Photo from stephenking.com
This year, Quinnipiac University will be putting on its spring musical, “Rage,” which is based off of the Stephen King novel of the same name, about a school shooting. Beth Dinkova, the director of the musical and an alumna of the Yale Master of Fine Arts directing program, knows King and was given his permission to adapt the book into a play format.
Quinnipiac’s theatre program director and professor Kevin Daly, was hesitant about performing the sensitive material at first but Dinkova convinced Daly to move forward with the production.
“This is a problem in this country and if artists and educators aren’t willing to talk about it, who will?” Dinkova said.
A lot of people have been getting involved in the preparation for creating the musical. Dr. Tom Pruzinsky, a psychology professor, connected Dinkova and Daly with many sources in order to be able to put on this play. One is Scarlet Lewis, the founder of the “Jessie Lewis Choose Love Movement” that was created after the loss of her son at Sandy Hook. Another is Don Sawyer, vice president for equity and inclusion, and the last is, George Sprengelmeyer, the director of the music program and the chair of visual and performing arts.
“We’ve all been working together to develop programming that will run parallel to the production to foster the conversations about mass shootings in a meaningful way,” Daly said.
The musical will spark conversations about rage, empathy and societal healing through raising different questions that people normally don’t think about.
“What is the difference between teens who decides to commit horrible acts, and their counterparts who can write intimate and personal stories about violence (like King himself) but not enact it?” Dinkova said. “I think one of the differences is art: finding the opportunity to express yourself freely and honestly, without judgment, and to exorcise your demons, a journey all characters in the play go on. If we can confront and heal from what makes us afraid and uncomfortable through art, (especially if we can sing about it), then we can find a way to heal.”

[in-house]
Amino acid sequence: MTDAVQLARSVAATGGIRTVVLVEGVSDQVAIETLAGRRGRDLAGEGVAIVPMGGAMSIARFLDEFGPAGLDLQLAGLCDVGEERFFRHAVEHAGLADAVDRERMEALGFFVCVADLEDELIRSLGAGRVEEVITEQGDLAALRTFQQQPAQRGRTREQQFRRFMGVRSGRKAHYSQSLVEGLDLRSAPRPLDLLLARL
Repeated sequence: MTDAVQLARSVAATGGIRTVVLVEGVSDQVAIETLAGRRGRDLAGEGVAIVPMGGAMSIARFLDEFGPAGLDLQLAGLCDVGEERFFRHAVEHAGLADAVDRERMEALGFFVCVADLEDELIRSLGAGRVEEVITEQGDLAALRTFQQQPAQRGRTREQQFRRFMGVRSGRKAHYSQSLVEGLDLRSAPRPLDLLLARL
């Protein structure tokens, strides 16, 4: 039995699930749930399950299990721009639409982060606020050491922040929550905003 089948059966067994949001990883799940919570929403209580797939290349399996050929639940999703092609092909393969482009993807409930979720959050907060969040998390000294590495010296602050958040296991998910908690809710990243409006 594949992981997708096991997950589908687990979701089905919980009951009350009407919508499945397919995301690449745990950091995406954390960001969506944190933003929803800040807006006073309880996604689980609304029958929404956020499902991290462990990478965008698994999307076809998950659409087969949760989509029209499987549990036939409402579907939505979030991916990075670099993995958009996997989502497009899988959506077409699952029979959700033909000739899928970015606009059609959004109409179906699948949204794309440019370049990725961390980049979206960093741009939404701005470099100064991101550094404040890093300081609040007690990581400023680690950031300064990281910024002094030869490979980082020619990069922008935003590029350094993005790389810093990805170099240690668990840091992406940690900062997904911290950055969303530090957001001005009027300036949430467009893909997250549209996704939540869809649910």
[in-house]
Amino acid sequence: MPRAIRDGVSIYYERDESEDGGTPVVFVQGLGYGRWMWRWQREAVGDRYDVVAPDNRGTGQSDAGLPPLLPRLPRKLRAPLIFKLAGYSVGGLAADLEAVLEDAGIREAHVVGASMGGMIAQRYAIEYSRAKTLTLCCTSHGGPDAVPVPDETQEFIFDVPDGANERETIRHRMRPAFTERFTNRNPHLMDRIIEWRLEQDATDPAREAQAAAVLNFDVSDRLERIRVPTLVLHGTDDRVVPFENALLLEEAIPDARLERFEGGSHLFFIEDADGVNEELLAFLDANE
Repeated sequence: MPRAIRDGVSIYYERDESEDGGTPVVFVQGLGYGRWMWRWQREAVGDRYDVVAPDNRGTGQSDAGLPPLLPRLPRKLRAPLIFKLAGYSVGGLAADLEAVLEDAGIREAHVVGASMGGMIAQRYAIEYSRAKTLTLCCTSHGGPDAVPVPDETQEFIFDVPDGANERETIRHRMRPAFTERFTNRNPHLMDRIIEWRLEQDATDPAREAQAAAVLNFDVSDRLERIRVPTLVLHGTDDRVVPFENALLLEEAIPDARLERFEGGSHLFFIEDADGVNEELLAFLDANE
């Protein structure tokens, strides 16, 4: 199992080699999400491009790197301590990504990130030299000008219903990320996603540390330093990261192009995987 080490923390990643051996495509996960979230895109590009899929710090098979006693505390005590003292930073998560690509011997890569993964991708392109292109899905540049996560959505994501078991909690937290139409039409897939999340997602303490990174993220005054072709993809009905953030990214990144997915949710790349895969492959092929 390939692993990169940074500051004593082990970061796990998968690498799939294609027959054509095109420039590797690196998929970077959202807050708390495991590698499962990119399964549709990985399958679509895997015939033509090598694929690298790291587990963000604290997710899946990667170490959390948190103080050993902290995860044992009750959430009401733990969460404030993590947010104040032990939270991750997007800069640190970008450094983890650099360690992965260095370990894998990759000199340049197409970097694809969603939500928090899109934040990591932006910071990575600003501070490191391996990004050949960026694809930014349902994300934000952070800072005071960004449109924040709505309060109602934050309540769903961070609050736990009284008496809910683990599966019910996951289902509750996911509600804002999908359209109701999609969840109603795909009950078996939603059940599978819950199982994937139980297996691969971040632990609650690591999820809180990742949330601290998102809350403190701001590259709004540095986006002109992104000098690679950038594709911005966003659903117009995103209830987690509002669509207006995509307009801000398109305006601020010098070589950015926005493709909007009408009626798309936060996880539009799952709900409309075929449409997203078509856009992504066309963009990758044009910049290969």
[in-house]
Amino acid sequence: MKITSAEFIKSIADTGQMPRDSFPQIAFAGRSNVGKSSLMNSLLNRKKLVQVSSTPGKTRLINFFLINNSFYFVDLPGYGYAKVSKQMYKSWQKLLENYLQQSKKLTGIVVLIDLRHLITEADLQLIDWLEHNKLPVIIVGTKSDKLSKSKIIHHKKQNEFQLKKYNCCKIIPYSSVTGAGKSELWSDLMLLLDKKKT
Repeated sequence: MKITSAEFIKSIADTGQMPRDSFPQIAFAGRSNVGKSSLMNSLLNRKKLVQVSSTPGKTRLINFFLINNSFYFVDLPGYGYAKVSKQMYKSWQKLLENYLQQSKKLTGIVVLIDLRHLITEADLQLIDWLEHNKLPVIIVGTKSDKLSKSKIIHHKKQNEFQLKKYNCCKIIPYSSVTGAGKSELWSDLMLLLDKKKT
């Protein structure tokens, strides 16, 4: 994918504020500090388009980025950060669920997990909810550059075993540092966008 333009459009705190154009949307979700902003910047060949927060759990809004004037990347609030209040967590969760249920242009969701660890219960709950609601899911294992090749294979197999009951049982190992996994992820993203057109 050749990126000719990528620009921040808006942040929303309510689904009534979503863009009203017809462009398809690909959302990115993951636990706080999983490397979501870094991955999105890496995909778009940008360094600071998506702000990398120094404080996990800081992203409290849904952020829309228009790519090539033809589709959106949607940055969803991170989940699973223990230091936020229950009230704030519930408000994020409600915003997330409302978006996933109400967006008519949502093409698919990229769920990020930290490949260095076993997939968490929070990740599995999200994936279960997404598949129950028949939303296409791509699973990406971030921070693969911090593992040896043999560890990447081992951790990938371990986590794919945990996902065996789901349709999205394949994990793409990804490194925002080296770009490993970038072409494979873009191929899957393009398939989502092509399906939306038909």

Daly also believes that being a part of this particular musical can be very impactful and meaningful. He believes that a student who performs in a theatre production will gain benefits that will help them after graduation.
“You develop interpersonal skills and you’re involved in high stress and a high impact environment,” Daly said. “You’re exercising your creative and critical thinking.”
Being in a musical can also help with public speaking skills and developing empathy by putting yourself in someone else’s shoes.
“Rage” calls for 11 characters and each audition is two minutes long. Auditions will be held in the Echlin Center on Nov. 19, from 7 p.m. to 10 p.m. Students will read from a monologue and sing a song that best fits and showcases their vocal skills. Even though it’s strongly encouraged that students prepare their own monologue and song, students who did not prepare will be given a monologue and song to audition with. Tracks, singing a capella or working with the accompanist can be used for the auditions.
For students who do not want to audition, but still want to be a part of the musical, there are still plenty of opportunities to get involved. Those who are interested can email Abigail Copeland ([email protected]).
“There are a ton of opportunities off stage as well,” Daly said
If Daly could say anything to a student who’s considering auditioning for “Rage,” he’d tell them to do it.
“This is the time to take some risks. You’re in college. You’re not going to have a lot of opportunity in the future to do this type of thing,” Daly said. “Anyone who has an interest in performing arts, I encourage them to get involved. If they have any questions they can reach out to me to talk or learn about their options.”
Tickets for “Rage” are already on sale on Theatre.QU.edu.